Andrew Plotkin (Oct 17, 2015 at 4:25 PM):

I agree with your first statement. Does it make sense to have an award for games that excludes "non-genre" games? Per se, probably not. Does it make sense to have a Hugo award for games? That's a different question and I think the answer is "yes". It would implicitly (or even explicitly) be for the most admired game of SF fandom, and that is meaningful and interesting to me.

If I were in charge I would declare that interactive narrative is an inherently SFnal concept and therefore all games are eligible. I don't think things will work out that way in real life, I admit. (I promise to raise the idea when the subject comes back around elsewhere.)

I'm not here to tell the Twine community what to think. I am interested in what SF fandom thinks. Fandom is a large, literate, and critically insightful community which is not attached to existing gaming culture -- that's what makes their (our) group opinion worth investigating. And why I want to get them (us) talking about games more, in fannish contexts.

Commenter of a Thousand Aliases (Oct 18, 2015 at 11:07 AM):

(I always set-and-forget...)

In addition to what Damien has said, it seems to me that the Hugos, being a popular award, would inevitably go to whatever big triple-A thing was released that year. Such is the massive, market-dominating force of the big game companies. Maybe I am being pessimistic, but if it goes down that route, it seems to me that that would not bring value to anyone -- the triple-A games aren't going to benefit from the "publicity" of a primarily prose-fiction-focused fan award, nor their fans benefit from the joy of that "acclaim" when everything else has already heaped them with garlands; and the other SF fans aren't going to benefit from introduction to games that have been dinned into their ears already by every other media outlet and advertiser. And, considering the behavior of some of the gaming community -- a fraction whose size or viciousness is disproportionate to those of its counterparts in other communities -- I do not think the Hugos themselves as an institution or a community would benefit from attracting that kind of attention either.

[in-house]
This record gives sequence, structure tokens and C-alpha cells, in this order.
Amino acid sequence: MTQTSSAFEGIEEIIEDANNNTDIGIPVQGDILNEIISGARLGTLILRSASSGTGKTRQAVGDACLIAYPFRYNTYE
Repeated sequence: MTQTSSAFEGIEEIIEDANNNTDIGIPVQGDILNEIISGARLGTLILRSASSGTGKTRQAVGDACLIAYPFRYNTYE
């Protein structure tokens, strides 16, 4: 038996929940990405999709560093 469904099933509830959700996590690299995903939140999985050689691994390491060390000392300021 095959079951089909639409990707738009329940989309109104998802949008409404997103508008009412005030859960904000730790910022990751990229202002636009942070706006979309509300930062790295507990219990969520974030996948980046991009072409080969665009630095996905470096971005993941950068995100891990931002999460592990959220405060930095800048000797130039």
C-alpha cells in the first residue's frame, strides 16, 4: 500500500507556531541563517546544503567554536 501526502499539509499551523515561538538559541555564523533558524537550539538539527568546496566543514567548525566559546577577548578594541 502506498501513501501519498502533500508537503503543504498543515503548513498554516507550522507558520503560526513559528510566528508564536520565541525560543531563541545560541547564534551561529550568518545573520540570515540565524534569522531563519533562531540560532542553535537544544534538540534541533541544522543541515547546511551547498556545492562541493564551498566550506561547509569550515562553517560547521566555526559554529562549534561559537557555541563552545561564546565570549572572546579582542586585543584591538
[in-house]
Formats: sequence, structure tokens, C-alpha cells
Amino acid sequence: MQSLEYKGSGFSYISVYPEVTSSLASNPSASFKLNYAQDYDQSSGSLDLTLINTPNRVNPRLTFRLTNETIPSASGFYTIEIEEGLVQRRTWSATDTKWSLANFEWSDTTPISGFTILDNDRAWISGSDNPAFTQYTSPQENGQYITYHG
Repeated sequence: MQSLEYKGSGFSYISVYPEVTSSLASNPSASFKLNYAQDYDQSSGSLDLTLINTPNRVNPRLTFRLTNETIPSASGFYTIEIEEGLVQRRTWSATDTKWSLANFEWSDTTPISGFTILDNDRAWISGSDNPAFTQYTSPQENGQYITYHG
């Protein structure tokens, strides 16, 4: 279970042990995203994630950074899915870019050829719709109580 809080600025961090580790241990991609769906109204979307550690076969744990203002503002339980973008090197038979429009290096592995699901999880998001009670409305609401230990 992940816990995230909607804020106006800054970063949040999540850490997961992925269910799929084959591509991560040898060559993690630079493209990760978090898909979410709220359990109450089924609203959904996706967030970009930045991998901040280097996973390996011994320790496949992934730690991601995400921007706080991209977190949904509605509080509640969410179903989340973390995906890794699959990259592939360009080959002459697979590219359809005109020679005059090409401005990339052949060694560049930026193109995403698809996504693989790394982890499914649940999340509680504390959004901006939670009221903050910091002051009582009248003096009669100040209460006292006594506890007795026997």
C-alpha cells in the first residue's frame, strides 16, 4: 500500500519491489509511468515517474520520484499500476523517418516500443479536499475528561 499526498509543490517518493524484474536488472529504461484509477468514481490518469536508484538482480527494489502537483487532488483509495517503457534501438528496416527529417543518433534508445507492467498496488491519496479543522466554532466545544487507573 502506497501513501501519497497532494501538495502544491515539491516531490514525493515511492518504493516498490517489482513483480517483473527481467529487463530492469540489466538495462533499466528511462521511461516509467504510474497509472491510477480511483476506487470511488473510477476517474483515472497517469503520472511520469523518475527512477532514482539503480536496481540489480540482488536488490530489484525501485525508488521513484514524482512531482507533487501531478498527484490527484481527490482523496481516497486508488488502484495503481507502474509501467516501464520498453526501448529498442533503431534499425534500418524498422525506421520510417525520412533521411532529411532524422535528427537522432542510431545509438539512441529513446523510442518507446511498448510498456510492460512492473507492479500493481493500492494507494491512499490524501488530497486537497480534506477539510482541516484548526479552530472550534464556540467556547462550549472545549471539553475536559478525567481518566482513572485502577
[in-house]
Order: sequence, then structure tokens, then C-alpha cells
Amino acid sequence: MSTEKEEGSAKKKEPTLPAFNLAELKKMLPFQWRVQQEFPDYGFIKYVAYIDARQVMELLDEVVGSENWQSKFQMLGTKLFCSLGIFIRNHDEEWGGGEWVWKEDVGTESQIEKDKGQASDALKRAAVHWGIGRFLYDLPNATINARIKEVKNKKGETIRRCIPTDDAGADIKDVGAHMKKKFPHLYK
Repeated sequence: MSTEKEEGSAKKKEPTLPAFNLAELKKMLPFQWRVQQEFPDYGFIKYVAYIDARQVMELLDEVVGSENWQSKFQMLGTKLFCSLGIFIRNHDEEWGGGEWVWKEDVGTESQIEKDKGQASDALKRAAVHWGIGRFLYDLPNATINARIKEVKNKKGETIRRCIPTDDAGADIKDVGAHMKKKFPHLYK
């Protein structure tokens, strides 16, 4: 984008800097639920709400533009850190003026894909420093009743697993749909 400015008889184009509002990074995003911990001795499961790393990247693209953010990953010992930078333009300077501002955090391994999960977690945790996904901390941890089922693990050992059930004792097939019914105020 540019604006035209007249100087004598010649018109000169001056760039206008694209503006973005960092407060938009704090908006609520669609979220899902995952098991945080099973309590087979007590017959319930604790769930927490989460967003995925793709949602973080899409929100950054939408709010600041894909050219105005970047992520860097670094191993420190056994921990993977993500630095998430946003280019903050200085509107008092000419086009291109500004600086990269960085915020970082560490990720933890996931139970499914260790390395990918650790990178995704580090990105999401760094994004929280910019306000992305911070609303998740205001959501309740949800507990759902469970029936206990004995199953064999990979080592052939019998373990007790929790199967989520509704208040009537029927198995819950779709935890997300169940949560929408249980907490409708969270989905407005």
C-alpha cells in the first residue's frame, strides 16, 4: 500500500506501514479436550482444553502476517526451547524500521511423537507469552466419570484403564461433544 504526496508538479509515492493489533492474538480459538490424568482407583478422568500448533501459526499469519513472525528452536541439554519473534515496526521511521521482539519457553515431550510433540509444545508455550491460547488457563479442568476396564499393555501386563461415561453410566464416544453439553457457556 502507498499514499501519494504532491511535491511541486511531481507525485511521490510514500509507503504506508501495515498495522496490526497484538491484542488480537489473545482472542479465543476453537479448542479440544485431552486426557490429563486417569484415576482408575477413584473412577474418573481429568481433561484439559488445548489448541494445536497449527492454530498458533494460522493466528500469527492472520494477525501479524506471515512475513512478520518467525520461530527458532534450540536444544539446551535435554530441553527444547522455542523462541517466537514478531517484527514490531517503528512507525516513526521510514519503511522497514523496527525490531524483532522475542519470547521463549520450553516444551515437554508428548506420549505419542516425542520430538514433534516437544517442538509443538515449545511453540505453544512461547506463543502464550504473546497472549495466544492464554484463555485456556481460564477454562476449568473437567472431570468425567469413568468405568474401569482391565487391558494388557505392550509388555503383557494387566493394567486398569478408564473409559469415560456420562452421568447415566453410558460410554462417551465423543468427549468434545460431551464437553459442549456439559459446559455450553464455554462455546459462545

Andrew Plotkin (Oct 18, 2015 at 2:08 PM):

"it seems to me that the Hugos, being a popular award, would inevitably go to whatever big triple-A thing was released that year."